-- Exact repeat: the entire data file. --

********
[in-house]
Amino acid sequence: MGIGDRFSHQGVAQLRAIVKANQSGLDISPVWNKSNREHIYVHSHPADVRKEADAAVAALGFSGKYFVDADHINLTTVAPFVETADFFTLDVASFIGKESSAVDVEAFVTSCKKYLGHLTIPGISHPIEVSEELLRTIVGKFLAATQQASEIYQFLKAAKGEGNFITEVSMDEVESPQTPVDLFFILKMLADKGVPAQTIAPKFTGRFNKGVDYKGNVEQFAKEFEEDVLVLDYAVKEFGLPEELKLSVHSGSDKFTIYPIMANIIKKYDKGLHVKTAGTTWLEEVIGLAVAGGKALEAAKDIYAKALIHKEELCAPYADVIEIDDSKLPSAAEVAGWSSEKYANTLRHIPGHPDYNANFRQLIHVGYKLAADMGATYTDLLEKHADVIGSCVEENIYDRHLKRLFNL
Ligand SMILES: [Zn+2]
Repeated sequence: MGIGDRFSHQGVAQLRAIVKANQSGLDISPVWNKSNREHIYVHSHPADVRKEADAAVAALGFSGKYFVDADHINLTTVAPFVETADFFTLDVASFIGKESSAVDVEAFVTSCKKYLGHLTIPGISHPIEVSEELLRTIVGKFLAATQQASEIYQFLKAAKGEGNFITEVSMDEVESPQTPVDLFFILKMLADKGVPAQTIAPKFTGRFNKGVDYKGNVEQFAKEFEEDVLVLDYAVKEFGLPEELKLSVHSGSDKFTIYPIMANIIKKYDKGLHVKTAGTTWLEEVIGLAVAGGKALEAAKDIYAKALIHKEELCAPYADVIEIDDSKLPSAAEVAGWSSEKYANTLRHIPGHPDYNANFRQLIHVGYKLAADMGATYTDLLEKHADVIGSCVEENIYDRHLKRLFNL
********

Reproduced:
[in-house]
Amino acid sequence: MGIGDRFSHQGVAQLRAIVKANQSGLDISPVWNKSNREHIYVHSHPADVRKEADAAVAALGFSGKYFVDADHINLTTVAPFVETADFFTLDVASFIGKESSAVDVEAFVTSCKKYLGHLTIPGISHPIEVSEELLRTIVGKFLAATQQASEIYQFLKAAKGEGNFITEVSMDEVESPQTPVDLFFILKMLADKGVPAQTIAPKFTGRFNKGVDYKGNVEQFAKEFEEDVLVLDYAVKEFGLPEELKLSVHSGSDKFTIYPIMANIIKKYDKGLHVKTAGTTWLEEVIGLAVAGGKALEAAKDIYAKALIHKEELCAPYADVIEIDDSKLPSAAEVAGWSSEKYANTLRHIPGHPDYNANFRQLIHVGYKLAADMGATYTDLLEKHADVIGSCVEENIYDRHLKRLFNL
Ligand SMILES: [Zn+2]
Repeated sequence: MGIGDRFSHQGVAQLRAIVKANQSGLDISPVWNKSNREHIYVHSHPADVRKEADAAVAALGFSGKYFVDADHINLTTVAPFVETADFFTLDVASFIGKESSAVDVEAFVTSCKKYLGHLTIPGISHPIEVSEELLRTIVGKFLAATQQASEIYQFLKAAKGEGNFITEVSMDEVESPQTPVDLFFILKMLADKGVPAQTIAPKFTGRFNKGVDYKGNVEQFAKEFEEDVLVLDYAVKEFGLPEELKLSVHSGSDKFTIYPIMANIIKKYDKGLHVKTAGTTWLEEVIGLAVAGGKALEAAKDIYAKALIHKEELCAPYADVIEIDDSKLPSAAEVAGWSSEKYANTLRHIPGHPDYNANFRQLIHVGYKLAADMGATYTDLLEKHADVIGSCVEENIYDRHLKRLFNL